Introduction: Paramedics commonly administer intravenous dextrose to severely hypoglycemic patients. Typically, the treatment provided is a 25g ampule of 50% dextrose (D50). This dose of D50 is meant to ensure a return to consciousness. However, this dose may be unnecessary and lead to harm or difficulties regulating blood glucose post treatment. We hypothesize that a lower dose such as dextrose 10% (D10) or titrating the D50 to desired level of consciousness may be optimal and avoid adverse events. Methods: We systematically searched Medline, Embase, CINAHL and Cochrane Central on June 5th 2019. PRISMA guidelines were followed. The GRADE methods and risk of bias assessments were applied to determine the certainty of the evidence. We included primary literature investigating the use of intravenous dextrose in hypoglycemic diabetic patients presenting to paramedics or the emergency department. Outcomes of interest were related to the safe and effective reversal of symptoms and blood glucose levels (BGL). Results: 660 abstracts were screened, 40 full text articles, with eight studies included. Data from three randomized controlled trials and five observational studies were analyzed. A single RCT comparing D10 to D50 was identified. The primary significant finding of the study was an increased post-treatment glycemic profile by 3.2 mmol/L in the D50 group; no other outcomes had significant differences between groups. When comparing pooled data from all the included studies we find higher symptom resolution in the D10 group compared to the D50 group; at 99.8% and 94.9% respectively. However, the mean time to resolution was approximately 4 minutes longer in the D10 group (4.1 minutes (D50) and 8 minutes (D10)). There was more need for subsequent doses in the D10 group at 23.0% versus 16.5% in the D50 group. The post treatment glycemic profile was lower in the D10 group at 5.9 mmol/L versus 8.5 mmol/L in the D50 group. Both treatments had nearly complete resolution of hypoglycemia; 98.7% (D50) and 99.2% (D10). No adverse events were observed in the D10 group (0/871) compared to 12/133 adverse events in the D50 group. Conclusion: D10 may be as effective as D50 at resolving symptoms and correcting hypoglycemia. Although the desired effect can take several minutes longer there appear to be fewer adverse events. The post treatment glycemic profile may facilitate less challenging ongoing glucose management by the patients.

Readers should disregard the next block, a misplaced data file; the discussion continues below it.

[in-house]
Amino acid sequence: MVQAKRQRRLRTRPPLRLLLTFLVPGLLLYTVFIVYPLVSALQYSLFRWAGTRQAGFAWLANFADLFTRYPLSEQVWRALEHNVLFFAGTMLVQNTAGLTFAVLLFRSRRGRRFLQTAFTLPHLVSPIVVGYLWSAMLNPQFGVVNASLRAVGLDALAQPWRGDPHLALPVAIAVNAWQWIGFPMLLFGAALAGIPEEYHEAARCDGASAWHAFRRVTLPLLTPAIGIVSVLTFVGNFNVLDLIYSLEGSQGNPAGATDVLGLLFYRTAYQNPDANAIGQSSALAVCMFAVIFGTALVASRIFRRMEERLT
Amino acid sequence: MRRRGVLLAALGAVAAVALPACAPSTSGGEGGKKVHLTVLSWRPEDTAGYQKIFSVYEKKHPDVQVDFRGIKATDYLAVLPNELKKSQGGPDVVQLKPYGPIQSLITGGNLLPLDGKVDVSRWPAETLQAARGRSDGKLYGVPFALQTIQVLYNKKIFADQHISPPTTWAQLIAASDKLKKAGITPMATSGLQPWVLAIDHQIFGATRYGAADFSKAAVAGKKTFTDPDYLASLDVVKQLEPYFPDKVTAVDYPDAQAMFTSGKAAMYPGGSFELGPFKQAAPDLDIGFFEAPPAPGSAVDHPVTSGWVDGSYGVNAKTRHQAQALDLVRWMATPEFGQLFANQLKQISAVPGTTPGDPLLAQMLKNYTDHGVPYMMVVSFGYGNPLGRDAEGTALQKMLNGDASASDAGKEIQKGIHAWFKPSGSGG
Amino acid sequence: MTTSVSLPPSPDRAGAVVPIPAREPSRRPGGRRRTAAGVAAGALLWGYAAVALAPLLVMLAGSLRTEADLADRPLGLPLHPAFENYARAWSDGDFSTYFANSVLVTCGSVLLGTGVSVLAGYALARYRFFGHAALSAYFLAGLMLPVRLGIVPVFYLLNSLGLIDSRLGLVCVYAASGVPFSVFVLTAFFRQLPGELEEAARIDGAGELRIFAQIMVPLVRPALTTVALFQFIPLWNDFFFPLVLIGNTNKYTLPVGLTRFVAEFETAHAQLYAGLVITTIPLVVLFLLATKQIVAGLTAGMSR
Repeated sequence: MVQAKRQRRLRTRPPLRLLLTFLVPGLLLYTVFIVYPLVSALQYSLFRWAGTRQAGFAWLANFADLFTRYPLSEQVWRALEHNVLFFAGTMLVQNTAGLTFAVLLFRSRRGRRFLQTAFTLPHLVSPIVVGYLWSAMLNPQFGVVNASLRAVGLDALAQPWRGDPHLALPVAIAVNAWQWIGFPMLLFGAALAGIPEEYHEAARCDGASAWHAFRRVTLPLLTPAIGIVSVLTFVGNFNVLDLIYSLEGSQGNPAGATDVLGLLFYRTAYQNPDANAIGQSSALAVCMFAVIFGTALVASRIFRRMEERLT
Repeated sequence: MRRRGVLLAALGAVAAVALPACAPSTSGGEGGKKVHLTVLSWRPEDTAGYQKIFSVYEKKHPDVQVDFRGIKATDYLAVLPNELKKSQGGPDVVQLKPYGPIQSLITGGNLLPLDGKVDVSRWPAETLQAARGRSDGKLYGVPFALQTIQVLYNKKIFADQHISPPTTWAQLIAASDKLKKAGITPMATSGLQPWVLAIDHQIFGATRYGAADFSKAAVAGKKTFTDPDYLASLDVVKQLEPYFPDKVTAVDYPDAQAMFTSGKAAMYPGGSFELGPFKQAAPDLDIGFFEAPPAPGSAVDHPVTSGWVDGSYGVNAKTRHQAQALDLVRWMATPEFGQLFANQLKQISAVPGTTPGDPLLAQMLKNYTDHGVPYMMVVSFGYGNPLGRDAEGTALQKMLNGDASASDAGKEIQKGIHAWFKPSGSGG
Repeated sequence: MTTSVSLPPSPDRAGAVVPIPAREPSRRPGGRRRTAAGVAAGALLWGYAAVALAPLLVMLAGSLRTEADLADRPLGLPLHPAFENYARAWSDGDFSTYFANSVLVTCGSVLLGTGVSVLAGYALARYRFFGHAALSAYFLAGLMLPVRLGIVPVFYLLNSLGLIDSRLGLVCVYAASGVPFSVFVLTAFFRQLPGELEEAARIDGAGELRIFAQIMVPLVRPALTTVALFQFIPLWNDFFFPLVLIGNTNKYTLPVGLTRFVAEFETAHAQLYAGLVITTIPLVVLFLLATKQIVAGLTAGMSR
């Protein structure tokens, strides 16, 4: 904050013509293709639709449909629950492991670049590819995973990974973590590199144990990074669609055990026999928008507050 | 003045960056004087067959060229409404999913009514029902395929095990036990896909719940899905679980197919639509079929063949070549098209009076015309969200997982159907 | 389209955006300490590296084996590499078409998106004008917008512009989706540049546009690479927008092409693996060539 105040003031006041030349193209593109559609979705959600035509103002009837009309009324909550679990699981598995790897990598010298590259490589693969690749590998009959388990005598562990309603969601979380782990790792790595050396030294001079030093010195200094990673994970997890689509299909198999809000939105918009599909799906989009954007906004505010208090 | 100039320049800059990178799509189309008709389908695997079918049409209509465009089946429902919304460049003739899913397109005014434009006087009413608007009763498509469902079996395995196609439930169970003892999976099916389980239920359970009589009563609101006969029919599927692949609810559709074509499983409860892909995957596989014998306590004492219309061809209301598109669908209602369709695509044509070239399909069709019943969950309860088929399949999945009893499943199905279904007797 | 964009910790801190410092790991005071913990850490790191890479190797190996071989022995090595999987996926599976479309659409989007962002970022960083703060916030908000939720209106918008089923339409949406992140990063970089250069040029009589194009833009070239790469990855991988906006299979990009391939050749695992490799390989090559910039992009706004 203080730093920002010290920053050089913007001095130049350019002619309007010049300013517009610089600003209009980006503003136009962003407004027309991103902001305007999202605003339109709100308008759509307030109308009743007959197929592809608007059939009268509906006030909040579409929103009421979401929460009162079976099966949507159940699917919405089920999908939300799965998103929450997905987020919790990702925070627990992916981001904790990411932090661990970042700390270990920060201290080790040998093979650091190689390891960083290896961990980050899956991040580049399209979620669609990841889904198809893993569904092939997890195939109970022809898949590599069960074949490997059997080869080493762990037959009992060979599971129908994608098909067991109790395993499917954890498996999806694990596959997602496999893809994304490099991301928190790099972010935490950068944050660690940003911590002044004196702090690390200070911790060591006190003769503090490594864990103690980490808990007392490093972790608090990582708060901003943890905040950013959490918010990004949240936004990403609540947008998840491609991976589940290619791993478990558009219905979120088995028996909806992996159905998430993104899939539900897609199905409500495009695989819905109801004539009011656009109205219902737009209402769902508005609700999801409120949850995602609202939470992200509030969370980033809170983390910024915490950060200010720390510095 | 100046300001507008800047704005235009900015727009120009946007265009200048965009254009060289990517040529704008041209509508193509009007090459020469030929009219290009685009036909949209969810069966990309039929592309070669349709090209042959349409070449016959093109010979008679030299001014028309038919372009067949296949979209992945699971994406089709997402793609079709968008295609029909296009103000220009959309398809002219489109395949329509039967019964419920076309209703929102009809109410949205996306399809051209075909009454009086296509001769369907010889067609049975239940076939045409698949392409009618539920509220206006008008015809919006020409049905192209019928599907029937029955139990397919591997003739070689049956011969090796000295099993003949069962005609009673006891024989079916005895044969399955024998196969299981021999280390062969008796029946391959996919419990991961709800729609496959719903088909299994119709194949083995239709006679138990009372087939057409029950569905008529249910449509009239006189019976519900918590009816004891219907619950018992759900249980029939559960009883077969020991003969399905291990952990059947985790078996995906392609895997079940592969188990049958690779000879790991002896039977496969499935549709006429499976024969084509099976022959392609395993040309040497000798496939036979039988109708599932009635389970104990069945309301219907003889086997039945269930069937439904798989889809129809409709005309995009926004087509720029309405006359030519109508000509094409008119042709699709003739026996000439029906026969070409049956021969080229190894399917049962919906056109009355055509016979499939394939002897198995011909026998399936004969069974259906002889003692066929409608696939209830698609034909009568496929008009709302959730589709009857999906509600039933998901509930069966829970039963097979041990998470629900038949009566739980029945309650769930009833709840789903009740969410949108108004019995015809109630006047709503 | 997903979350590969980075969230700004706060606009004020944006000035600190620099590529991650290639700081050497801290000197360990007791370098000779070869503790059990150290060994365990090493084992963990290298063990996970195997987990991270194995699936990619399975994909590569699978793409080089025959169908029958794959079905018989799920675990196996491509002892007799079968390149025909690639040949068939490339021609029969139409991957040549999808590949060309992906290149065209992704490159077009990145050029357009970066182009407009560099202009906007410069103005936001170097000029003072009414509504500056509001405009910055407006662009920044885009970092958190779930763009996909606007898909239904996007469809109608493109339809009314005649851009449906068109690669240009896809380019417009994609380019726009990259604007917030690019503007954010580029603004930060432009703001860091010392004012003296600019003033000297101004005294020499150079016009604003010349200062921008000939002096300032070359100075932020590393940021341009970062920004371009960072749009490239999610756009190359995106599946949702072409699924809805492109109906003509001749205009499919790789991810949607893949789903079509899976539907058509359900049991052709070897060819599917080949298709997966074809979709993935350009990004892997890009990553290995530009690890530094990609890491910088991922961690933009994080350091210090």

Introduction: The Prehospital Evidence-based Practice (PEP) program is an online, freely accessible, continuously updated repository of appraised EMS research evidence. This report is an analysis of published evidence for EMS interventions used to assess and treat patients suffering from hypoglycemia. Methods: PubMed was systematically searched in June 2019. One author screened titles, abstracts and full-texts for relevance. Trained appraisers reviewed full text articles, scored each on a three-point Level of Evidence (LOE) scale (based on study design and quality) and three-point Direction of Evidence (DOE) scale (supportive, neutral, or opposing findings for each intervention's primary outcome), abstracted the primary outcome, setting and assigned an outcome category (patient or process). Second party appraisal was conducted for all included studies. The level and direction of each intervention was plotted in an evidence matrix, based on appraisals. Results: Twenty-nine studies were included and appraised for seven interventions: 5 drugs (Dextrose 50% (D50), Dextrose 10% (D10), glucagon, oral glucose and thiamine), one assessment tool (point-of-care (POC) glucose testing) and one call disposition (treat-and-release). The most frequently reported study primary outcomes were related to: clinical improvement (n = 15, 51.7%), feasibility/safety (n = 8, 27.6%), and diagnostics (n = 6, 20.7%). The majority of outcomes were patient focused (n = 18, 62.0%). Conclusion: EMS interventions for treating hypoglycemia are informed by high-quality supportive evidence. Both D50 and D10 are supported by high-quality evidence; suggesting D10 may be an effective alternative to the standard D50. “Treat-and-release” practices for hypoglycemia are supported by moderate-quality evidence for the patient related outcomes of relapse, patient preference and complications. This body of evidence is high-quality, patient-focused and conducted in the prehospital setting thus generalizable paramedic practice.